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Words: Isaac Watts (b. July 17, 1674; d. Nov. 25, 1748)
Music: All Saints, by Henry Stephen Cutler (b. Oct. 13, 1825; d. Dec. 5, 1902)
Note: This is a lesser known 1707 offering by Isaac Watts, “the Father of English Hymnody.” In a day when his church sang only the Psalms, he argued that, good as they were, they were incomplete as to what they taught. Christians needed songs that spoke, for example, of the death and resurrection of Christ and its meaning. It is the latter that is the focus of this great hymn, published over three hundred years ago.
The tune All Saints is also used with the hymn The Son of God Goes Forth to War. It treats the hymn as consisting of three eight-line stanzas. The hymn is also sung with tunes appropriate for four-line stanzas. There are a number that might do (in Common Metre, 22.214.171.124), but it should be a one with some lift and life, not a slow meditative melody. Try Azmon, that is commonly used with O for a Thousand Tongues to Sing.
Isaac Watts’s hymn is loaded with Scriptural references and allusions. A review of some of these will show just how solidly the song is rooted in the Word of God.
CH-1. “Hosanna is a Hebrew prayer, a cry to the Lord to “Save now!” (cf. Mk. 11:9). And a number of times Christ identified Himself as the Light (“the light of the world,” Jn. 8:12). So the gospel challenge is, “Awake, you who sleep, arise from the dead, and Christ will give you light” (Eph. 5:14). Christ took on our humanity, clothing Himself in the same “clay” from which Adam was formed (Gen. 2:7). He became Man so that He might die to save us.
The reference to “the iron gates of death” likely comes from the words of Jonah, in the belly of the great sea monster. (“The earth with its bars has closed behind me forever,” Jon. 2:6). And Christ, by His omnipotent power “tore the bars away,” rising from the dead (Jn. 10:17-18; Matt. 28:5-7).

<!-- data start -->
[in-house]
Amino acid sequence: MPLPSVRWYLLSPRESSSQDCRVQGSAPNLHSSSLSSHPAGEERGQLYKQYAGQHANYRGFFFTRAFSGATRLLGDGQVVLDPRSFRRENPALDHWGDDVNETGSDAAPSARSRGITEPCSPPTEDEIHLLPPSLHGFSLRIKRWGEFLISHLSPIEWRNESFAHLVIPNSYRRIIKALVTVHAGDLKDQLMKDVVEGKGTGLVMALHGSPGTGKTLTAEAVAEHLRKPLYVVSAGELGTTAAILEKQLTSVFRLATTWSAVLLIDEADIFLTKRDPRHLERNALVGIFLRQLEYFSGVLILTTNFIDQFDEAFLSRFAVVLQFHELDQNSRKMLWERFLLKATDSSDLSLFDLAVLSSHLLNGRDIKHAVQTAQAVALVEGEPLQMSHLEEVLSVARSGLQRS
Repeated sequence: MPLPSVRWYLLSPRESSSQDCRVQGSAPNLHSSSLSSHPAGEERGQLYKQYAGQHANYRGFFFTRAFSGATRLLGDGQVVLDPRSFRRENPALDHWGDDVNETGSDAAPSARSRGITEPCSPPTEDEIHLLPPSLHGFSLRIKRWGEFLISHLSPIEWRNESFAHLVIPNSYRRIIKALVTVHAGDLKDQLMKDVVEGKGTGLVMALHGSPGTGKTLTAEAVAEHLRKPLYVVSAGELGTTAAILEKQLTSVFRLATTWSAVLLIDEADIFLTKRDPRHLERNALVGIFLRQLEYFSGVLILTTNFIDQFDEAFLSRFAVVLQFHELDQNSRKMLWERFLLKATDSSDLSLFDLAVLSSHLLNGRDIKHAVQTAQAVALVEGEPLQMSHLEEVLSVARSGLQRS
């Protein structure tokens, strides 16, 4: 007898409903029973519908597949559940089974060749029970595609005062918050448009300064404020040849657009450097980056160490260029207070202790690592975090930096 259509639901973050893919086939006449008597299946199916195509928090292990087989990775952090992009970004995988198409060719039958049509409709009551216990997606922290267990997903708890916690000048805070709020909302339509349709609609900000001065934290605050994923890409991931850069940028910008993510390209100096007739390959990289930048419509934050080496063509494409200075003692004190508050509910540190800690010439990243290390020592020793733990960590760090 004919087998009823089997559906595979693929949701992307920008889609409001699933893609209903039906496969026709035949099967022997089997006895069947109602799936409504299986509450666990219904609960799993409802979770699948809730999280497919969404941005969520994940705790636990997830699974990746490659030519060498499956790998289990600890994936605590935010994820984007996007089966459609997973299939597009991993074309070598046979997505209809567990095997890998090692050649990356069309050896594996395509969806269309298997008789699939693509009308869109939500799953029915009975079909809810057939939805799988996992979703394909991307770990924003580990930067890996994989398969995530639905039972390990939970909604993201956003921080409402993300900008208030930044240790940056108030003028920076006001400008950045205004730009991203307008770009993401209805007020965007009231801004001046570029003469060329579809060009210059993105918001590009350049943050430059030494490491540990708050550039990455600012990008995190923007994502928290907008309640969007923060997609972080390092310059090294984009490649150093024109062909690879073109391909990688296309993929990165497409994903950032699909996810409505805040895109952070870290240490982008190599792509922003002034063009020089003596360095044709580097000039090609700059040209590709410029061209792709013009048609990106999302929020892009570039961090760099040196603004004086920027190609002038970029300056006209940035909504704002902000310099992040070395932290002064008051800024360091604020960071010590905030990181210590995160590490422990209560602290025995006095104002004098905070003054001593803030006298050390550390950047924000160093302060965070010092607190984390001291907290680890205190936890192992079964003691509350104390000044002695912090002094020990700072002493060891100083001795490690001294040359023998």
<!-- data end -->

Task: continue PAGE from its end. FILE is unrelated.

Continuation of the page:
“The tyrant’s sting” speaks of the power of Satan to keep men captive to his will, and in fear of death if sin is not dealt with (I Cor, 15:55-57; cf. Heb. 2:14-15). Through His payment for sin, His own resurrection, and the gift of eternal life, Christ has rendered Satan powerless to destroy. “Having disarmed principalities and powers, He made a public spectacle of them, triumphing over them in it” (Col. 2:15).
CH-1) Hosanna to the Prince of light,
That clothed Himself in clay,
Entered the iron gates of death,
And tore the bars away.
Death is no more the king of dread,
Since our Immanuel rose;
He took the tyrant’s sting away,
And spoiled our hellish foes.
CH-2 speaks of Christ’s ascension in triumph. “Lift up your heads, O you gates! And be lifted up, you everlasting doors! And the King of glory shall come in. Who is this King of glory? The LORD strong and mighty, the LORD mighty in battle” (Ps. 24:7-8). And since Christ’s resurrection body still had the scars of His crucifixion (Jn. 20:27), and John in his heavenly vision, saw Christ pictured as “a Lamb as though it had been slain” (Rev. 5:6), I believe Christ will have those “scars of honour in His flesh” for all eternity.
As Head of the church (Eph. 1:22), Christ is the source of many blessings for us (Eph. 4:11-12; Phil. 4:13, 19). The claim that “Jesus fills the middle seat” is a little strange. At His ascension, Christ was seated at the right hand of God the Father (Rom. 8:34; Heb. 10:12). He is actually seated on the Father’s throne (Rev. 3:21), awaiting the day when He will come again to this earth and claim His own, messianic throne, the throne of David (Isa. 9:6-7; Lk. 1:31-33).
There is no “middle seat” involved. I suspect that Watts is proposing there is a seat for each Person of the Trinity, Father, Son, and Holy Spirit, but we are never told that. Revelation 4:5 says, “Seven lamps of fire were burning before the throne, which are the seven Spirits of God.” Commentators differ on the precise meaning, but there is a common belief that this speaks of the sevenfold (perfect) Holy Spirit, or the ministry of the Holy Spirit (cf. Isa. 11:2). In that case He is seen “before the throne.” Perhaps the seventh and eighth lines could be altered to read: “Our Jesus fills an honoured place / On the celestial throne.
CH-2) See how the conqueror mounts aloft,
And to His Father flies,
With scars of honour in His flesh
And triumph in His eyes.
There our exalted Saviour reigns,
And scatters blessings down;
Our Jesus fills the middle seat
Of the celestial throne.
CH-3 is a great call to praise, for what God has accomplished through our crucified, risen, and glorified Saviour, the “incarnate God.”
CH-3) Raise your devotion, mortal tongues,
To reach His blest abode;
Sweet be the accents of your songs
To our incarnate God.
Bright angels, strike your loudest strings,
Your sweetest voices raise;
Let heav’n and all created things
Sound our Immanuel’s praise.
1) Is this a hymn you would use, either at a Communion Service, or on Easter Sunday?
2) What are some of the things Christ accomplished for us by His resurrection and ascension?